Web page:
Ultimately, Ahomale is a catharsis of divine feminine force helmed by their powerhouse vocalist, laden with the teachings from a bygone era, in tune with the spiritual realm. “Our spirit and energy have passed through multiple generations,” says Prince of Queens. “We might not be open or allowed to explore it because of Western society’s conditions. But the idea is that we are receiving messages from the past, and from our ancestors that each one of us carries.” In nearly 40 minutes of eye-opening thrills and chills, the listener experiences the pedagogy of Ahomale, journeying through her epiphanies and enlightenment. “Ahomale is a warrior, not the sword and shield type, but a woman who is ready to listen to her heart, follow her intuition and connect with her ancestors,” Oliveros avows.
Casperous Vine is an instrumental musical concept that American composer/muliti-instrumentalist Paul C. Kozlowski began to develop in 2001 following the break up of experimental jazz-grindcore outfit, Parade of the Lifeless, of which Kozlowski was the founding member. Originating from Buffalo, NY Casperous Vine has evolved from a solo project to an acoustic chamber quartet, formations as a sextet, and now in 2014 an electro-acoustic quartet featuring members from Lithuania, & Tenerife. Performing and bringing to life Kozlowski’s stylistically unorthodox compositions—deeply influenced by his encounters as a world traveler as well as his experience writing music for Buffalo’s avant-garde theater.
The concept behind Casperous Vine is to have various formations of musicians/instrumentation which depend on where on the globe Kozlowski is exploring. It is this formula which enhances the variety, depth, & dexterity of the group. Each release has been radically different but yet always remains sincere to their style, Casperous Vine does not simply try to mimic other genres but instead they embrace and weave details into a never ending tapestry.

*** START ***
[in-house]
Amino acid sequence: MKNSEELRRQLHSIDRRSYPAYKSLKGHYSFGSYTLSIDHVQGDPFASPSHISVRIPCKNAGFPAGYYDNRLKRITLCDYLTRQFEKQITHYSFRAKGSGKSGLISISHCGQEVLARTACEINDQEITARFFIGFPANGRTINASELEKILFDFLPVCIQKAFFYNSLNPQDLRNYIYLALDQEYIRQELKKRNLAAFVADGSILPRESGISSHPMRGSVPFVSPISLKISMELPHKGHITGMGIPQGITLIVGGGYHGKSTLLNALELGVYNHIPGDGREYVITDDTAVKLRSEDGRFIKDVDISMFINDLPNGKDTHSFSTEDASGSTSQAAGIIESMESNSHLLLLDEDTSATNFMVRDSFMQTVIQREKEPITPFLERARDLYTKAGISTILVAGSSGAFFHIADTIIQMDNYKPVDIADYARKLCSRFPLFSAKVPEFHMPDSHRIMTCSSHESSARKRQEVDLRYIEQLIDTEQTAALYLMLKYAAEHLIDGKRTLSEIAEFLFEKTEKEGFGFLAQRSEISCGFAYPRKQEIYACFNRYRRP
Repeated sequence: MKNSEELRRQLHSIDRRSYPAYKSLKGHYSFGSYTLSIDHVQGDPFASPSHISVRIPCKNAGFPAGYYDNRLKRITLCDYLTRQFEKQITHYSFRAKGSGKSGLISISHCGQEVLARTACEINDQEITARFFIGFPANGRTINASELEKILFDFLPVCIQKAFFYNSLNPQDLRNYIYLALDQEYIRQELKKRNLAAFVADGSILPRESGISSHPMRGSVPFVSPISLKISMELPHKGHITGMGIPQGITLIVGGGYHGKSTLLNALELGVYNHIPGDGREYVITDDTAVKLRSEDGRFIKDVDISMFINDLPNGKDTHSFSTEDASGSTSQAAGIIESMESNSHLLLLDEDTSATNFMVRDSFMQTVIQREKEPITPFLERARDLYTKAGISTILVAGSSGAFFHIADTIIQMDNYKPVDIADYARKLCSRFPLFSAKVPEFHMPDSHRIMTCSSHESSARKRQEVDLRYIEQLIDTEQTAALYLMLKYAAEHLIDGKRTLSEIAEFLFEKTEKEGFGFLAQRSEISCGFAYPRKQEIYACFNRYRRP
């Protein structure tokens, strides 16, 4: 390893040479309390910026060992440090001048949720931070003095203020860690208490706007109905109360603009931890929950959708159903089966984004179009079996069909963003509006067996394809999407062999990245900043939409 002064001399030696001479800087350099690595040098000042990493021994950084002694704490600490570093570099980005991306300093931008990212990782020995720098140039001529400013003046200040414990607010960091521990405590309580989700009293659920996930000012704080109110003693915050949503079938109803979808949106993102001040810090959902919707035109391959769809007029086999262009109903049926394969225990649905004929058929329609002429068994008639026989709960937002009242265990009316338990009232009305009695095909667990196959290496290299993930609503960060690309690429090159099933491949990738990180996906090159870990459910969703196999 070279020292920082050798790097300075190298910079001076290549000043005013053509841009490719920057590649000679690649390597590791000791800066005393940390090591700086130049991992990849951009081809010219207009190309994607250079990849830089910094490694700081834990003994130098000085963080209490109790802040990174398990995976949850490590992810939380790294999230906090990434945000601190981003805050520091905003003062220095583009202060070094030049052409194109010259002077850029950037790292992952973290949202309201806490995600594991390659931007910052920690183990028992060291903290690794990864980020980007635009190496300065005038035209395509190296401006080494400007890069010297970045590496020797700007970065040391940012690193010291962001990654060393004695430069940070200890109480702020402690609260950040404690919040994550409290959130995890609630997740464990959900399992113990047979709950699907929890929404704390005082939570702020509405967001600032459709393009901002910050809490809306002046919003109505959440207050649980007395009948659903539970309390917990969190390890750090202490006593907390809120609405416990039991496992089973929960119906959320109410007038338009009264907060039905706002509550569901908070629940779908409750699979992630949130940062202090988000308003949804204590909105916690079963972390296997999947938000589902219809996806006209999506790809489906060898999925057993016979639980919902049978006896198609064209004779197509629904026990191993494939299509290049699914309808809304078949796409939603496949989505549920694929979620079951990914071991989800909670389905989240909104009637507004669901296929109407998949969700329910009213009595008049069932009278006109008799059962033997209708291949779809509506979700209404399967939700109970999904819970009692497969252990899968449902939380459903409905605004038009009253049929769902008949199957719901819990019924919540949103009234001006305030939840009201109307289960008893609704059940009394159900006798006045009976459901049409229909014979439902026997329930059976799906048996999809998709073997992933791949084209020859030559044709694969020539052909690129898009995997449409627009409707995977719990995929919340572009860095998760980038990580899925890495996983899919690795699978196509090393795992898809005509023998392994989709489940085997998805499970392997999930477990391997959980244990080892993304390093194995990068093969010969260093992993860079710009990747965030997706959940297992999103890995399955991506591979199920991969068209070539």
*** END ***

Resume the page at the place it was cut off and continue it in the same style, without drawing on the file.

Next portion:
Inspired by Classical, Experimental, Hip hop, Eastern European gypsy, Afro-beat, Latin-jazz, Cinema, arabic, and Progressive fusion, Casperous Vine’s genre-defying sound is that of a transplanted nostalgia, the chaos of distant memories and the whimsical reinterpretation of tales. This music is new, subtle, raw, & beautifully unique.
Now with the release of their new album "IMMIGRANT" these neo-nomads drop an album full of funky brickbat drumming interlocked with syncopated electric bass, moody accordions, sonically sweet flutes, soprano sax, & pensive spanish and 8 string guitar playing. Featuring Aidas Buyvidas (drums) & Monika Zulpaite (Flute) of Lithuania, Juan Carlos Leon (Soprano Sax/Clarinet) of Tenerife, & Paul C. Kozlowski (Compositions/Arrangements, 8-string Electric Guitar, Spanish Guitar, Electric Bass, Accordion, Organ). "Immigrant" also proudly collaborates with famous Dutch painter Lambert van Bommel whom designed and painted the artwork featured on the CD and the 12 page booklet included.
“Kozlowski’s skill as a composer (especially given his lack of formal training) is formidable, and particularly evident on the songs ‘Granite’ and ‘Li Fong’…” - Colin Dabkowski, The Buffalo News
“Although this music has a Spanish-tinged ethnic flavor, it doesn't really sound like it has a distinct link to any one culture. What I dig is that it has a minimal yet kaleidoscopic quality… sounds seamlessly woven together into an endless story that changes scenery every few minutes.” - Bruce Lee Gallanter of Downtown Music Gallery NYC reviews debut album “Ginger
Lovers Volume I”